The difficulty, assuming you pick the one that’s tuned right for you, reminds you that you have to earn your victory. Personally, I’m all about Heroic. It’s tough, but it encourages a balanced mix of Halo’s combat trifecta — shooting, grenades, and melee — while strafing, instead of hiding behind cover. It also has a nice level of churn. That’s where you never have quite enough ammo to keep your favourite gun, so you’re constantly switching with whatever’s available, rather than resorting to one predominant strategy.

Halo, especially when played at Heroic or Legendary difficulty, is not a power fantasy. It makes you feel great because it puts you in a position of disadvantage and then demands you earn your happy ending. At its best, every moment in Halo feels earned.

Then it all changed.

Halo 4 begins where 3 ended. Chief is floating in space, far from any allies. He suddenly attracts the attention of a massive alien artifact masquerading as a planet. He crashes, fights his way through the Covenant, and manages to alert some nearby human forces.

It’s all too… coincidental. An alien planet just happened to be there, and an allied ship, the Infinity, just happened to be close by. Chief tries to alert everyone, but just so happens to wake up an evil alien who was in stasis. Every single moment feels like a massive Rube Goldberg machine of happenstance, and this is accentuated further by the seemingly-lazy plot progression.

The Infinity’s captain doesn’t seem to like Chief for some reason, but this is never explained — the captain’s a jerk, and it seems like the only reason he’s a jerk is because, later on, he gets deposed. This is supposed to feel like some big victory, but instead we just have some dude who’s a jerk being replaced by some dude who isn’t a jerk, and, uh, that’s… that’s the end of that. Doesn’t feel very heroic, does it?

Then there’s the Didact, the game’s main bad guy. He’s all, “Hi, I hate humans, and I’m telekinetic, also I have a death ray, and you are my enemy, read my books, mwahahaha!” Yes, he has a death ray. They call it the Composer. It’s supposed to turn humans into computer programs, but it turns them into skeletons instead.

Truth be told, nothing about the Didact makes a lot of sense. If you read the books, he’s more interesting. But the number one rule about franchised media is that, while it all connects, each work has to stand on its own, too. If the answer to “this doesn’t make sense” is “well, if you read the books…” then it’s a bad answer. One of 343i’s biggest problems is that they seem to be consciously ignoring this rule, so their characters tend to be pretty weak on their own.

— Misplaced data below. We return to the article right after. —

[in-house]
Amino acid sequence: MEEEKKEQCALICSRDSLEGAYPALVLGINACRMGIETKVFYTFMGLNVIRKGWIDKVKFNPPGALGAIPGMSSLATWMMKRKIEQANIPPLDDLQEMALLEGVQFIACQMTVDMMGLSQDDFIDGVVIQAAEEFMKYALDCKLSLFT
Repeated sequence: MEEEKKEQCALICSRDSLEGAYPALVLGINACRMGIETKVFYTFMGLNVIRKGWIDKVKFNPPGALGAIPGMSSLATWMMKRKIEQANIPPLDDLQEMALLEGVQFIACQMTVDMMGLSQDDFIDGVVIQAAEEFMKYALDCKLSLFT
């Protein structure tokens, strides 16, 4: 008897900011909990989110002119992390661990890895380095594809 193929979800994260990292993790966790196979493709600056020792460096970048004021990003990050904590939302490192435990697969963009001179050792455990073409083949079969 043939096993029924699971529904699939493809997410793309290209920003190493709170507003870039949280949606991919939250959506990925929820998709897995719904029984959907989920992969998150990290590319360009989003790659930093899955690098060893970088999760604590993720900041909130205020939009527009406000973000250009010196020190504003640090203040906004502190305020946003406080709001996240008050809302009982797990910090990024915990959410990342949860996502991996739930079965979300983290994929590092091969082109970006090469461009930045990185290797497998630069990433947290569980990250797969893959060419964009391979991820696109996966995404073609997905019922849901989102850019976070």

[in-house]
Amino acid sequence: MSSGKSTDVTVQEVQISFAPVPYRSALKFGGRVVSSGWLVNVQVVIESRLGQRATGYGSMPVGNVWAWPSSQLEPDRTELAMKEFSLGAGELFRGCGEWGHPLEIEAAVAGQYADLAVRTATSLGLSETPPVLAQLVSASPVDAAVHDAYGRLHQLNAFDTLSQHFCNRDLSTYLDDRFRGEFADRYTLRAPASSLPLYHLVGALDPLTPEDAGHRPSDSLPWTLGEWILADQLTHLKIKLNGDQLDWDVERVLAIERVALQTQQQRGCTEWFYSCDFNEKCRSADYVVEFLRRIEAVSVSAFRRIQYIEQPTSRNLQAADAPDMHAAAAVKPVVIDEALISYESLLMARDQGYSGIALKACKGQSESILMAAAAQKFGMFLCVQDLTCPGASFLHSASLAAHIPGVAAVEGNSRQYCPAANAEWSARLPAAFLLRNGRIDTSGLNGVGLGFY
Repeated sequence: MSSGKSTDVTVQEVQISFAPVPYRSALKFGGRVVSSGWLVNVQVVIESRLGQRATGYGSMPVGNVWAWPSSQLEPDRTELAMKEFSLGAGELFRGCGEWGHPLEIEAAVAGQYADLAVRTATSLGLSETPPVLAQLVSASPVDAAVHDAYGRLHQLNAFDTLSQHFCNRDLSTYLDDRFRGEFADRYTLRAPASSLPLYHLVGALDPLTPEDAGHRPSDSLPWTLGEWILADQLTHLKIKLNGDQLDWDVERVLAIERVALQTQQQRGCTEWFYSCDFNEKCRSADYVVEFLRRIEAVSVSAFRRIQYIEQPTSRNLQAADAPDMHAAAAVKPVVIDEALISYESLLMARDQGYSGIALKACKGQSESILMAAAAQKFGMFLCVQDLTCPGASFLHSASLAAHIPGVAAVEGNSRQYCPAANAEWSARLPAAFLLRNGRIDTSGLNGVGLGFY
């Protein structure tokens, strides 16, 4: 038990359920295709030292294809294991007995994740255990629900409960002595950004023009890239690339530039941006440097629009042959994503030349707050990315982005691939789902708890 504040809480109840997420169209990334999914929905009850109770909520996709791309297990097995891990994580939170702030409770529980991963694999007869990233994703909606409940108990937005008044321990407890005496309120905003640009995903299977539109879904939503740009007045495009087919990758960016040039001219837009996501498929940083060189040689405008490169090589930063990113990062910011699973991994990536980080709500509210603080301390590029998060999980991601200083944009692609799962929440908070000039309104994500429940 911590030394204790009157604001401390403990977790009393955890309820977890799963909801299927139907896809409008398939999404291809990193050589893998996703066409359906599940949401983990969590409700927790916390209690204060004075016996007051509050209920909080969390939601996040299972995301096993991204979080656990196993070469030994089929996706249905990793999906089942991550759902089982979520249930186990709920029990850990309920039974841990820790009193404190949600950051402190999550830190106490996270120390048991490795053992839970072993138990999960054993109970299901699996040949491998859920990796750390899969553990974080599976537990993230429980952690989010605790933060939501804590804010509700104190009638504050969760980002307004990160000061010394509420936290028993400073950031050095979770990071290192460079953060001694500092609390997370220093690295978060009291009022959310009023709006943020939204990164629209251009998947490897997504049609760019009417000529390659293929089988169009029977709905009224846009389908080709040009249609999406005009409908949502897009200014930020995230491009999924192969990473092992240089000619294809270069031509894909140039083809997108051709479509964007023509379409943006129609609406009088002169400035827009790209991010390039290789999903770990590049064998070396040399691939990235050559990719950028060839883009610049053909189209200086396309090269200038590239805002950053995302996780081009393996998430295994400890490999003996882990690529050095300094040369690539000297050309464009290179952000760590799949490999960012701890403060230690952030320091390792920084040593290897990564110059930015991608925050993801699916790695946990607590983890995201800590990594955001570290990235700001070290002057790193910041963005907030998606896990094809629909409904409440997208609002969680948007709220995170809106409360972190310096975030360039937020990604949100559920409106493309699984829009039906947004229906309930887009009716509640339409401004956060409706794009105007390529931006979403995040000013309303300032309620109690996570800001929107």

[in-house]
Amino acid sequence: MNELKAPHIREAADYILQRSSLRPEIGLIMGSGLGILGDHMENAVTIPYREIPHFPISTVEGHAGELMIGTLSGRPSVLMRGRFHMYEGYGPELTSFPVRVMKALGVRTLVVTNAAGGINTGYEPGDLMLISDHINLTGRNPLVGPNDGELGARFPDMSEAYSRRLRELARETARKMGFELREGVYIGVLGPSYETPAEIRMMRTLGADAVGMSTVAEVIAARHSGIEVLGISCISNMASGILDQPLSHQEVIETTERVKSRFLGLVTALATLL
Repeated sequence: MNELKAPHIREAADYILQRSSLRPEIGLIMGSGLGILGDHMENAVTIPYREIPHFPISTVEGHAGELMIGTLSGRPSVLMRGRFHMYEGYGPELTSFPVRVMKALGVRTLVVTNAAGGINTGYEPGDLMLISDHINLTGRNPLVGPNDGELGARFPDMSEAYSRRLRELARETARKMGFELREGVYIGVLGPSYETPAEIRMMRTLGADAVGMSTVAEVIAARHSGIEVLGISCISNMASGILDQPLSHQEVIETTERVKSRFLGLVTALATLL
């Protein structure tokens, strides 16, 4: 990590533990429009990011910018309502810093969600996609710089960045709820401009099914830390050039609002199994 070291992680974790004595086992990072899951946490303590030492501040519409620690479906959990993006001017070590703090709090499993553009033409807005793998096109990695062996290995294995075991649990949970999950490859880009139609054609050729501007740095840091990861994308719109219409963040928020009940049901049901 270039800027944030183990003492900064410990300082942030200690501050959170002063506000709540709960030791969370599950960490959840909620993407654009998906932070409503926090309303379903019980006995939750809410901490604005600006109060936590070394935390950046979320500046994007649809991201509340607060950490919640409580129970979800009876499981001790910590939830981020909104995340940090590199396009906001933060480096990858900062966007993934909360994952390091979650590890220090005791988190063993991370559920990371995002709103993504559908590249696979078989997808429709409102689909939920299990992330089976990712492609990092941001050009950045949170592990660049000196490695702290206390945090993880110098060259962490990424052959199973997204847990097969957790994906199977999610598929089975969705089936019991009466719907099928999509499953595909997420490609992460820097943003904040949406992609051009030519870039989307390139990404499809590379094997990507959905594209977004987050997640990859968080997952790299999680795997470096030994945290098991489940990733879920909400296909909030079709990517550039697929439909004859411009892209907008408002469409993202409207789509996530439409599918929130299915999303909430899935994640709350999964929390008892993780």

The Didact isn’t compelling or interesting, so beating him isn’t either. It feels heroic to narrowly escape a crashing spaceship under attack by hundreds of alien forces. It doesn’t feel heroic to fight a guy with unclear motives and a skeleton-making laser beam just because someone said The Fate of the Universe is at Stake. Halo 4’s big mistake is assumed empathy. It says “the stakes are high, therefore, the player will care more.”

Eventually, some threats just get too big for us to care about. A lot of bad stories make the mistake of assuming that the bigger the threat, the more the audience will care. That couldn’t be further from the truth: we care about things the more personal they are.

How many people actually cared when the Imperials blew up Alderaan in Star Wars? Nobody. Sure, it was a whole planet. The scale of that event was a big deal, but we didn’t care because it wasn’t personal. We cared a lot more about Luke blowing up the Death Star because his friends were dying one by one, and because Luke had a personal stake.

So a dude going “mwahaha, I will kill all the humans” just isn’t compelling to the audience, because there’s nothing to empathise with. The Didact is like the bad guy in Transformers 3, who is so forgettable that I don’t remember his name. There’s no personal stake in Halo 4, which means there’s no room for heroism.

Halo 4‘s co-op Spartan Ops mode is interesting because it has a story, but the story is also weird. Put simply, Dr. Halsey, the head scientist of the Spartan project, is now considered a war criminal, for some reason. ONI, the government is still portrayed as shady, just as it was when Halsey worked for them, so why they aren’t protecting her or her work is unclear. All we’re really told is that she’s persona non grata around the military. Everyone treats her like she’s the scum of the earth.